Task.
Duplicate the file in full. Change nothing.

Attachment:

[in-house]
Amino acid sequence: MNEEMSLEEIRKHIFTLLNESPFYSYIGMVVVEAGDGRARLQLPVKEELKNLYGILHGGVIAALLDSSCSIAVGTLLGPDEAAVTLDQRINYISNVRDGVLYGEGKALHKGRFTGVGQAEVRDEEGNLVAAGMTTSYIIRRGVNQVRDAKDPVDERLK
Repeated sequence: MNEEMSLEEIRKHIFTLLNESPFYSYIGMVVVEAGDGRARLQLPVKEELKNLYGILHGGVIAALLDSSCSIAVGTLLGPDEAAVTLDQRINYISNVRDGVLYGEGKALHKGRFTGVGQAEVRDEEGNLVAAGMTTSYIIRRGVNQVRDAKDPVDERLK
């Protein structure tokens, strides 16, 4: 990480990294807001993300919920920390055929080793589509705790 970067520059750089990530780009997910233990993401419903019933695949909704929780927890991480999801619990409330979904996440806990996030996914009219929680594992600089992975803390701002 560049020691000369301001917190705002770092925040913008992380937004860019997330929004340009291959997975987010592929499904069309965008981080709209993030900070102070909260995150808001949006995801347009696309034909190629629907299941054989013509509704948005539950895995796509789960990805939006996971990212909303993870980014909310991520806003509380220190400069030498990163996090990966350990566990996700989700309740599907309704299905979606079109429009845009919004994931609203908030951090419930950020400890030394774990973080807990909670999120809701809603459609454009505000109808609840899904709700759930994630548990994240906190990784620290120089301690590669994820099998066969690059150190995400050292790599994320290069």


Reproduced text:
[in-house]
Amino acid sequence: MNEEMSLEEIRKHIFTLLNESPFYSYIGMVVVEAGDGRARLQLPVKEELKNLYGILHGGVIAALLDSSCSIAVGTLLGPDEAAVTLDQRINYISNVRDGVLYGEGKALHKGRFTGVGQAEVRDEEGNLVAAGMTTSYIIRRGVNQVRDAKDPVDERLK
Repeated sequence: MNEEMSLEEIRKHIFTLLNESPFYSYIGMVVVEAGDGRARLQLPVKEELKNLYGILHGGVIAALLDSSCSIAVGTLLGPDEAAVTLDQRINYISNVRDGVLYGEGKALHKGRFTGVGQAEVRDEEGNLVAAGMTTSYIIRRGVNQVRDAKDPVDERLK
């Protein structure tokens, strides 16, 4: 990480990294807001993300919920920390055929080793589509705790 970067520059750089990530780009997910233990993401419903019933695949909704929780927890991480999801619990409330979904996440806990996030996914009219929680594992600089992975803390701002 560049020691000369301001917190705002770092925040913008992380937004860019997330929004340009291959997975987010592929499904069309965008981080709209993030900070102070909260995150808001949006995801347009696309034909190629629907299941054989013509509704948005539950895995796509789960990805939006996971990212909303993870980014909310991520806003509380220190400069030498990163996090990966350990566990996700989700309740599907309704299905979606079109429009845009919004994931609203908030951090419930950020400890030394774990973080807990909670999120809701809603459609454009505000109808609840899904709700759930994630548990994240906190990784620290120089301690590669994820099998066969690059150190995400050292790599994320290069």